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    Nhà thiết kế Evette Rios trang trải cho ngôi nhà thứ hai như thế nào

    Người mẹ bận rộn cân đối ngân sách bằng cách cho thuê ngôi nhà mà gia đình cô hiện không dùng đến.
    Bài viết của Airbnb, đăng ngày 9 thg 8, 2021
    Bài đọc 2 phút
    Đã cập nhật vào 9 thg 8, 2021

    Điểm nhấn

    • The renowned interior designer loves hosting her family’s apartment and ski house

    • She fits hosting into her busy lifestyle by sharing whichever home they’re not using

    • She says hosting teaches her kids the value of “monetizing what you already have”

    It all started on a magical trip to Florence, when renowned lifestyle expert and interior designer Evette stayed in another family’s home. “It was the coolest experience,” she says. “It opened my eyes to home sharing.”

    Evette had recently restored her family’s vacation home, a 1796 farmhouse-turned-ski-house in the Poconos, where her favorite touches include hand-forged hooks she found for the mudroom, a brass shower door for the downstairs bathroom, and a new deck she outfitted with multiple living spaces.

    Hosting her ski house on Airbnb, she thought, would let others enjoy it when her family wasn’t there. “Working on this house has been so much fun, and I was excited about sharing this piece of history.”

    Discovering her niche

    At first, Evette didn’t know what kind of guests she’d get. And having two young kids means having a lot of stuff. “There are all kinds of different travelers,” she says. “You kind of need those first couple of guests to figure out your demographic.”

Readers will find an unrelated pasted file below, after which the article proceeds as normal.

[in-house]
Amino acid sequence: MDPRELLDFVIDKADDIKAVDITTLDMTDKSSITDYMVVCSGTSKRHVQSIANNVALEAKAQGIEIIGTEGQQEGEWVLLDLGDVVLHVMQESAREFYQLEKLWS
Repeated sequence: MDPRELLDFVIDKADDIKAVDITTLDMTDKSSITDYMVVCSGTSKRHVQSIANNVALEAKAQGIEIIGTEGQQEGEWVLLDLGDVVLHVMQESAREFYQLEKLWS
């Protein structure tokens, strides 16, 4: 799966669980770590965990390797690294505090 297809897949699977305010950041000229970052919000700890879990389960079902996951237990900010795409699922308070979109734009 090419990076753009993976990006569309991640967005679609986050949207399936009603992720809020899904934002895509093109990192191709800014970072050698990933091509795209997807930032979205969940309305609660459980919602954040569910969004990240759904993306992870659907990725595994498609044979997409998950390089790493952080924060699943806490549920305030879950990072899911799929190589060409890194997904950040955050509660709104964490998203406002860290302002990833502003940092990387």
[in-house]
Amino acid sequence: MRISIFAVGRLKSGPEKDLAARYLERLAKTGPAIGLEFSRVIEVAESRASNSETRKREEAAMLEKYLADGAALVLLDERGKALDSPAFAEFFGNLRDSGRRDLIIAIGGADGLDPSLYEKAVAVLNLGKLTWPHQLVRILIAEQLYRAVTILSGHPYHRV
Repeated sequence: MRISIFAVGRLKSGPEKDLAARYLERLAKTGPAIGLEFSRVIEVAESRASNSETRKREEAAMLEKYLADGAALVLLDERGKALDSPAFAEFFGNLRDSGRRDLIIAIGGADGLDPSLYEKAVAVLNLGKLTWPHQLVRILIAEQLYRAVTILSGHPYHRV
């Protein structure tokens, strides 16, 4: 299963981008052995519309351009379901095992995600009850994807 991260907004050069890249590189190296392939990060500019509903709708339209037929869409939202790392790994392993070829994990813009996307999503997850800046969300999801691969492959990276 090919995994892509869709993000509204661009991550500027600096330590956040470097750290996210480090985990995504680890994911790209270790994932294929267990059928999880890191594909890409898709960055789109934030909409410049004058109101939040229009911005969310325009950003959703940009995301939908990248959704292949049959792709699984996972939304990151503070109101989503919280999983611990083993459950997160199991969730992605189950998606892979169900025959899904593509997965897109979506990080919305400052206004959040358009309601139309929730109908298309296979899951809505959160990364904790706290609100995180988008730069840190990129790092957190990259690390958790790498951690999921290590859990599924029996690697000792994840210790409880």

After a few bookings, Evette realized that her family’s vacation home attracts other families, and that her family’s belongings are a traveling family’s treasure.

    “Getting ready for guests is easier than you’d think,” she says. “We do put some of the kid stuff in a closet, but most of it is super useful for families. And our kids have fun choosing which toys to leave out.”

    The bottom line

    Evette loves sharing the historic house she’s poured so much love into with guests. And it’s a bonus that the hosting income helps cover the cost of owning and maintaining it. “This is how we can afford our lifestyle,” she says. “Hosting helps balance out the budget.”

    Evette has since added their apartment in Tribeca, which they host when they spend weeks at a time in the Poconos. She says her “sweet spot” is grandparents visiting the city to help with newborns.

    “Hosting on the side gives me so much flexibility,” says Evette, who opens her calendar for one home when they plan to be at the other. “And it’s a lesson in monetizing what you already have. We talk with our kids about how by sharing things, you can actually have more.”

    Designing her dream

    Beyond the finances and flexibility, hosting fulfills something deeper for Evette.

    “As a designer, I find that I remember spaces even more than conversations,” she says. “I remember the paint color on my grandmother’s wall, the cat clock with the tail that would wag. I love the idea that so many other people can make memories here, and that the stuff I fill my house with sparks something.”

    Even though Evette rarely meets her guests in person, hearing their stories makes her “so happy.”

    “I get so excited finding out why people are coming—from weddings to new babies,” she says. “It’s just been so fun to be a part of all these people’s lives in this indirect way.”

    Interested in hosting your own stay?
    Try hosting

    Điểm nhấn

    • The renowned interior designer loves hosting her family’s apartment and ski house

    • She fits hosting into her busy lifestyle by sharing whichever home they’re not using

    • She says hosting teaches her kids the value of “monetizing what you already have”

    Airbnb
    9 thg 8, 2021
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